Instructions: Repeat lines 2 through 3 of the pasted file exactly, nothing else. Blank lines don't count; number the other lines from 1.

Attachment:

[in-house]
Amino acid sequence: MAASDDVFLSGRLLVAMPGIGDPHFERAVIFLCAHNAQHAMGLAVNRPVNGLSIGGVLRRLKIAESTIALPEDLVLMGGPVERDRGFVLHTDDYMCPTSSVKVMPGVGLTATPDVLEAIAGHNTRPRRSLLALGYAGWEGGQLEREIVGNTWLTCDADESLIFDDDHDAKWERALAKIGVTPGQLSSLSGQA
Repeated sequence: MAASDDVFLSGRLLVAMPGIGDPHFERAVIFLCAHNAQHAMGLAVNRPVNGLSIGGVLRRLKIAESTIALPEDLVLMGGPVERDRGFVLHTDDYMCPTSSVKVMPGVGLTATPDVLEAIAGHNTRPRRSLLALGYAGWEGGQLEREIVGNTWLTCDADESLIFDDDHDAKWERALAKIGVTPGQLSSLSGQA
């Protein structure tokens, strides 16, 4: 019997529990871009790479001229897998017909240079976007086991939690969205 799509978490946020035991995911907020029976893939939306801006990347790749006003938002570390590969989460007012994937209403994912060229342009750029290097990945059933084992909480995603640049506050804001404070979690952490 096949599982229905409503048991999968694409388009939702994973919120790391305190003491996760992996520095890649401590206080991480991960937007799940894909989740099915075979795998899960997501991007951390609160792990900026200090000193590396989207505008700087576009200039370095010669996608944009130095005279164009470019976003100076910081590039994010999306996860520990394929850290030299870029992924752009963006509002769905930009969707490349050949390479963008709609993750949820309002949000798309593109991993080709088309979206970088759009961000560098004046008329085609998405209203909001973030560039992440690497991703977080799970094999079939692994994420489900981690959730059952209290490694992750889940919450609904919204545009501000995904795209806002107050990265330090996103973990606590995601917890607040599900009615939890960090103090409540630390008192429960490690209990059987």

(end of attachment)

Amino acid sequence: MAASDDVFLSGRLLVAMPGIGDPHFERAVIFLCAHNAQHAMGLAVNRPVNGLSIGGVLRRLKIAESTIALPEDLVLMGGPVERDRGFVLHTDDYMCPTSSVKVMPGVGLTATPDVLEAIAGHNTRPRRSLLALGYAGWEGGQLEREIVGNTWLTCDADESLIFDDDHDAKWERALAKIGVTPGQLSSLSGQA
Repeated sequence: MAASDDVFLSGRLLVAMPGIGDPHFERAVIFLCAHNAQHAMGLAVNRPVNGLSIGGVLRRLKIAESTIALPEDLVLMGGPVERDRGFVLHTDDYMCPTSSVKVMPGVGLTATPDVLEAIAGHNTRPRRSLLALGYAGWEGGQLEREIVGNTWLTCDADESLIFDDDHDAKWERALAKIGVTPGQLSSLSGQA